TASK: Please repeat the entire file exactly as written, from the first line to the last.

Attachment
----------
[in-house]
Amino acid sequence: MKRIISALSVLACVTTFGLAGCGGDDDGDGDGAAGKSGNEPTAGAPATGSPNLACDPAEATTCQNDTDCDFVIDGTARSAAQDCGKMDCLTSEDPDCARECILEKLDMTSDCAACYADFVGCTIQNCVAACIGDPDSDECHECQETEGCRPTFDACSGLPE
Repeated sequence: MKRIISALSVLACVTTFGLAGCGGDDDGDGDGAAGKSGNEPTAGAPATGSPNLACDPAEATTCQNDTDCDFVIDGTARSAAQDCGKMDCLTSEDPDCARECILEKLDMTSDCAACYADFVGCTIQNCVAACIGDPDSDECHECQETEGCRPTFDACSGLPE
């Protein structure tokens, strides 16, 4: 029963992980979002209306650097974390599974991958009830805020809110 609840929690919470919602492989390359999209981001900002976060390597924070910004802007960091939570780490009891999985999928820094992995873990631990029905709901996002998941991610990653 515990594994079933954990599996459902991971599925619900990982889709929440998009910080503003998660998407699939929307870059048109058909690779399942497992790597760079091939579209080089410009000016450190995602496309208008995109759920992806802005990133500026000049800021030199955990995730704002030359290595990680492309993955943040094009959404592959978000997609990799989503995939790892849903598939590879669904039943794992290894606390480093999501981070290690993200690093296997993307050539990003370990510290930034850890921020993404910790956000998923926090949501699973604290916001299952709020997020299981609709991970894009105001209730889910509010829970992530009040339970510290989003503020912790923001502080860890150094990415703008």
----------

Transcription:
[in-house]
Amino acid sequence: MKRIISALSVLACVTTFGLAGCGGDDDGDGDGAAGKSGNEPTAGAPATGSPNLACDPAEATTCQNDTDCDFVIDGTARSAAQDCGKMDCLTSEDPDCARECILEKLDMTSDCAACYADFVGCTIQNCVAACIGDPDSDECHECQETEGCRPTFDACSGLPE
Repeated sequence: MKRIISALSVLACVTTFGLAGCGGDDDGDGDGAAGKSGNEPTAGAPATGSPNLACDPAEATTCQNDTDCDFVIDGTARSAAQDCGKMDCLTSEDPDCARECILEKLDMTSDCAACYADFVGCTIQNCVAACIGDPDSDECHECQETEGCRPTFDACSGLPE
């Protein structure tokens, strides 16, 4: 029963992980979002209306650097974390599974991958009830805020809110 609840929690919470919602492989390359999209981001900002976060390597924070910004802007960091939570780490009891999985999928820094992995873990631990029905709901996002998941991610990653 515990594994079933954990599996459902991971599925619900990982889709929440998009910080503003998660998407699939929307870059048109058909690779399942497992790597760079091939579209080089410009000016450190995602496309208008995109759920992806802005990133500026000049800021030199955990995730704002030359290595990680492309993955943040094009959404592959978000997609990799989503995939790892849903598939590879669904039943794992290894606390480093999501981070290690993200690093296997993307050539990003370990510290930034850890921020993404910790956000998923926090949501699973604290916001299952709020997020299981609709991970894009105001209730889910509010829970992530009040339970510290989003503020912790923001502080860890150094990415703008």